The Indiana Convention Center isn’t big enough for some large trade shows, but Indianapolis’ location and hospitality are enough to keep certain customers coming back. Despite losing locally based Custom Electronic Design and Installation Association’s CEDIA Expo and California-based Performance Racing Industry’s annual show-and the estimated $45 million attendees spent each year-Indianapolis has managed to keep three other biggies. Do it Best Corp.’s twice-yearly trade show, Advanstar Communications’ Dealer Expo and the Fire Department Instructors Conference are sticking around because…

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Home entrepreneurs test child-care waters

Motherhood is a common path to the home-based child care business, but more childless women looking for self-employment options
also are getting into the field. Nearly 3,000 Indiana child-care providers are licensed to provide services in their homes–including
469 in Marion County.

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Size matters to Greenwalt: After cutting ties to construction firm, developer focuses on small projects

Greenfield was up to about $150 million in sales by 2000, when the Greenwalt family sold its commercial construction firm. Founder Max Greenwalt then went to work with his sons Jeff and Lynn at the development company. About the same time, Greenwalt Development tweaked its mission to focus on senior-living communities and medical office projects-scaling back the size of the firm in the process. The leaner company now has $15 million in annual revenue and nearly $14 million in projects…

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Cincinnati ballet troupe might open regional office here

The Cincinnati Ballet is taking an exploratory step toward a regional ballet company, announcing plans to stage a six-show
“Nutcracker” production here this December. The idea of a collaboration–where the two cities would share production and administration
expenses–has elicited mixed response.

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Health care fix may wait for ’08: But other federal bills important to small business are making headway

That’s not what many NFIB members wanted to hear. “I’ve been a member of [the advocacy group] since 1985, and since 1985 the top issue has been health care that is affordable for businesses and employees,” said Barbara Quandt of Indianapolis-based Quality Environmental Professionals Inc. The firm’s health insurance costs increased by 33 percent in 2007, and Quandt said company leaders are “quaking” with dread over what will happen in 2008. QEPI covers 75 percent of insurance costs for its…

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Web video series heralds Roman invasion at IMA: Produced in-house, the 11-part series is a first

When the Indianapolis Museum of Art landed the U.S. premiere of a 184-piece exhibit of Roman art from the Louvre, its staff knew the time had come to think big. “This show is considered a blockbuster,” said Daniel Incandela, director of new media at IMA. “I knew we should develop some blockbuster content ideas.” So he and his colleagues pitched their grand plan to museum leaders: They would travel to Rome and Paris to develop an 11-part series of digital…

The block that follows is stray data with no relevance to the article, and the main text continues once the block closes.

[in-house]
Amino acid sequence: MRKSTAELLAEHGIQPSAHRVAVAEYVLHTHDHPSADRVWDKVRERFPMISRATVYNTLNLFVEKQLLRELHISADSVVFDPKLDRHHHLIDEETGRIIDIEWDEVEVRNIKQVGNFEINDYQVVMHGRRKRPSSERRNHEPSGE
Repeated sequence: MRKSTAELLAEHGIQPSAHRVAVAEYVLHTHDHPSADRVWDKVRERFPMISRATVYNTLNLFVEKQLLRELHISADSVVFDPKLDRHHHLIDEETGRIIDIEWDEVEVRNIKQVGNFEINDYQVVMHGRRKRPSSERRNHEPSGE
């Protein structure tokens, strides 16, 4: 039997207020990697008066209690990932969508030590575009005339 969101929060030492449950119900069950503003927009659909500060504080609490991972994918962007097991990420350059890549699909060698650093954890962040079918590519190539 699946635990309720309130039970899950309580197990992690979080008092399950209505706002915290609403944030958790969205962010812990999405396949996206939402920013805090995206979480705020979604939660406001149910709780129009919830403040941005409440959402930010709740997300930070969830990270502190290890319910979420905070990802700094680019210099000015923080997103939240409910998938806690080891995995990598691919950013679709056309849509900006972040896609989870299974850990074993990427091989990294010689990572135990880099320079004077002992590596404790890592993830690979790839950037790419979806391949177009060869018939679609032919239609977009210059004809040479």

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Hot topics:

Hanging out at the art world’s water cooler, but don’t know how to break the ice? Here are several topics IBJ has identified that will be on the tips of the tongues wagging in the local arts scene. Read and discuss amongst yourselves. What do you think of Max Anderson’s leadership at the Indianapolis Museum of Art? Since taking over in mid-2006, staff say Anderson is constantly beating this drum: The IMA is a top-10 encyclopedic museum; it’s time we…

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Campaign promoting local art moves into second phase: Plan to target business owners is still on the drawing board

“Be Indypendent” bumper stickers are popping up all over town. They’ve been stuck to the side of Dumpsters and the back of everything from VW bugs to cable repair trucks since debuting in July. The curious who follow the message back to its Web site discover an effort to get everyday consumers interested in buying locally produced artwork. The site (www.beindypendent.org) already has had nearly 2,000 hits from seven countries and 35 states, and now campaign organizers are looking to…

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Small biz tax bills rising, too: Extra expense narrows margins

Area homeowners weren’t the only ones to get a shock when they opened their 2007 tax bills. Some small-business owners also saw their bills skyrocket-putting a strain on entrepreneurs who often operate on razor-thin margins. “It’s catastrophic for some businesses,” said Kevin Hughes, state director for the National Federation of Independent Business’s Indiana chapter. Mike Hutson, owner of Westfield Lighting Co., certainly feels the pain. The bill on his commercial property-several acres and a 22,500-square-foot building-increased from $42,000 in 2006…